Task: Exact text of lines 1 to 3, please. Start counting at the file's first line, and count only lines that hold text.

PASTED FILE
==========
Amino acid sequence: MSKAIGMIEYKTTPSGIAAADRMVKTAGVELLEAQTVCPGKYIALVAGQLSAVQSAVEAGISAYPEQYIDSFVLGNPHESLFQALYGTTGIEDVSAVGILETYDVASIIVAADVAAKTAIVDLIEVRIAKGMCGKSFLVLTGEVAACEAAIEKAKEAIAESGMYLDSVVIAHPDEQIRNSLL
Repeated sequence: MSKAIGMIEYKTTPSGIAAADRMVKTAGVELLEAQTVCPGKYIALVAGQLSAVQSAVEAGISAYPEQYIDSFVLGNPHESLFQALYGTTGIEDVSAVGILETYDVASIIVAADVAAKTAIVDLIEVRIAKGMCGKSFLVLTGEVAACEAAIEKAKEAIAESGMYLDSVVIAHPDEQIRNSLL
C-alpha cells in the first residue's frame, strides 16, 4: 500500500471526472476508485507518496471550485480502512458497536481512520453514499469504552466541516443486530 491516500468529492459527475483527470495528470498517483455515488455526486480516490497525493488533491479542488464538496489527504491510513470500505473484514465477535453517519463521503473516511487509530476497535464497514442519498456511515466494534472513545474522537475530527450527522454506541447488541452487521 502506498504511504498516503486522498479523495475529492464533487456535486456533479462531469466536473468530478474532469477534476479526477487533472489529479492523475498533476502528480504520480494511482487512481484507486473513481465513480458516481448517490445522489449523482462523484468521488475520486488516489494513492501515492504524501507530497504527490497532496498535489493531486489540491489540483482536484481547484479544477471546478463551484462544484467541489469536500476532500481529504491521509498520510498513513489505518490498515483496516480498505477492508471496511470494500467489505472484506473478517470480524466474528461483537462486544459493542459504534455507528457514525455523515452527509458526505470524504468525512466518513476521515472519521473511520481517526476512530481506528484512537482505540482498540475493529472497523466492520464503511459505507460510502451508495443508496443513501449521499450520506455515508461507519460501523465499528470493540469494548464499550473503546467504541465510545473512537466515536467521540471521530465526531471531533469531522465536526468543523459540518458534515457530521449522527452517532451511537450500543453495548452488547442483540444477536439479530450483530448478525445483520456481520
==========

Amino acid sequence: MSKAIGMIEYKTTPSGIAAADRMVKTAGVELLEAQTVCPGKYIALVAGQLSAVQSAVEAGISAYPEQYIDSFVLGNPHESLFQALYGTTGIEDVSAVGILETYDVASIIVAADVAAKTAIVDLIEVRIAKGMCGKSFLVLTGEVAACEAAIEKAKEAIAESGMYLDSVVIAHPDEQIRNSLL
Repeated sequence: MSKAIGMIEYKTTPSGIAAADRMVKTAGVELLEAQTVCPGKYIALVAGQLSAVQSAVEAGISAYPEQYIDSFVLGNPHESLFQALYGTTGIEDVSAVGILETYDVASIIVAADVAAKTAIVDLIEVRIAKGMCGKSFLVLTGEVAACEAAIEKAKEAIAESGMYLDSVVIAHPDEQIRNSLL
C-alpha cells in the first residue's frame, strides 16, 4: 500500500471526472476508485507518496471550485480502512458497536481512520453514499469504552466541516443486530 491516500468529492459527475483527470495528470498517483455515488455526486480516490497525493488533491479542488464538496489527504491510513470500505473484514465477535453517519463521503473516511487509530476497535464497514442519498456511515466494534472513545474522537475530527450527522454506541447488541452487521 502506498504511504498516503486522498479523495475529492464533487456535486456533479462531469466536473468530478474532469477534476479526477487533472489529479492523475498533476502528480504520480494511482487512481484507486473513481465513480458516481448517490445522489449523482462523484468521488475520486488516489494513492501515492504524501507530497504527490497532496498535489493531486489540491489540483482536484481547484479544477471546478463551484462544484467541489469536500476532500481529504491521509498520510498513513489505518490498515483496516480498505477492508471496511470494500467489505472484506473478517470480524466474528461483537462486544459493542459504534455507528457514525455523515452527509458526505470524504468525512466518513476521515472519521473511520481517526476512530481506528484512537482505540482498540475493529472497523466492520464503511459505507460510502451508495443508496443513501449521499450520506455515508461507519460501523465499528470493540469494548464499550473503546467504541465510545473512537466515536467521540471521530465526531471531533469531522465536526468543523459540518458534515457530521449522527452517532451511537450500543453495548452488547442483540444477536439479530450483530448478525445483520456481520